Since April 10, the Nepal/Indo MFT has continued in Delhi with hope to branch out to establish an MFT centre in Madras later in the year. I say hope, because although new Nepalese members are going to Delhi each month and no one has given up, it has been very difficult to break through. The MFT is just barely covering their expenses and language is a problem. If it is possible, John and I will try to stay for some periods of time in India to support and give guidance to a branch MFT centre when it is established outside of Delhi. India is so big, and there are so few of us elder members, that we have to spread ourselves as best as we can to help God and TP to restore the nation of India. We have offered our childless situation as an indemnity condition for the liberation of 22 million Nepalese and 1 billion people of India. But we need help to assist in the financial needs of God's work.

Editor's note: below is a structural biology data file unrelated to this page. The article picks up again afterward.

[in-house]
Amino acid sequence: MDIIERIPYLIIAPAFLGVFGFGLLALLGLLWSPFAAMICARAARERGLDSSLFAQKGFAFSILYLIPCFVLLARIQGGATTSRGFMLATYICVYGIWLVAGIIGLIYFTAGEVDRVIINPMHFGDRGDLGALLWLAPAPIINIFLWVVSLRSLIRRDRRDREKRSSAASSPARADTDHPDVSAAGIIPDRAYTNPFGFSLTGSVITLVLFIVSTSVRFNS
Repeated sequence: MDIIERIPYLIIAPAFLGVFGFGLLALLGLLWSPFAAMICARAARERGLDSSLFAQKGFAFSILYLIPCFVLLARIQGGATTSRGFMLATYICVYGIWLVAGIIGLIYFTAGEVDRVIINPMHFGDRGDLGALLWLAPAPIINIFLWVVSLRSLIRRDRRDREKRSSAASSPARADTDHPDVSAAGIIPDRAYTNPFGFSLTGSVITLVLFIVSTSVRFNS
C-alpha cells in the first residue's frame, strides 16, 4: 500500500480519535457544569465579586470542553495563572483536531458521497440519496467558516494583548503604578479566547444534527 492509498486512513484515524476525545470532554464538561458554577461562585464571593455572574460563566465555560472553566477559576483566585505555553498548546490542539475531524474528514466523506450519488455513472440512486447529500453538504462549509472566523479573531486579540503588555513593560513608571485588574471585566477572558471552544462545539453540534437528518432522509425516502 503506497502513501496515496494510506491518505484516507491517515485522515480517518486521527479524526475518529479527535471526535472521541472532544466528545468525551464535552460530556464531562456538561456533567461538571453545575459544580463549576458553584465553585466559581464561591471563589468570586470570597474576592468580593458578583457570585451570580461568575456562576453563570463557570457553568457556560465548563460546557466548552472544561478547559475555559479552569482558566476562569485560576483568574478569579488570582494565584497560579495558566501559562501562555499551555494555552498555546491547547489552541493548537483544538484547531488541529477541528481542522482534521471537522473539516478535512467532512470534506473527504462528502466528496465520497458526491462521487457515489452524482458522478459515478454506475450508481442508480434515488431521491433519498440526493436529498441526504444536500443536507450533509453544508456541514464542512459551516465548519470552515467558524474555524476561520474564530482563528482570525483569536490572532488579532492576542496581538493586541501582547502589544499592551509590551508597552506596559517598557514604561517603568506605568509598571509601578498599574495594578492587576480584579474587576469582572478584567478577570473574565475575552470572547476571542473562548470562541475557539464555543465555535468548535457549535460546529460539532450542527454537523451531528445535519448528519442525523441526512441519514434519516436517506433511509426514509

If anyone would be interested to help by buying our Nepalese/Tibetan silver jewelry for fundraising or wholesale/retail purposes, John has an extensive catalog plus samples. He also has catalogs of other Nepalese handicrafts. One of our older members, Steve Clark, has been selling some of our Nepalese jewelry at small town market stalls like Bury St. Edmonds in Norfolk for 4 years. We are also trying to reduce our tourist visa cost of $50 each per month to $10 each per month by trying to get a journalist visa. We would need to be acknowledged as a correspondent for a magazine or newspaper (paid or unpaid) and obtain a press pass. (Unfortunately Washington Times is unable to do this) If anyone has any suggestions or contacts, we would be most grateful. Just as important, we need your prayers of support for strength to keep going, and for the 1.22 billion people of Nepal and India. Thank you, and may God guide all of you and your families at this exciting time in God's Providence.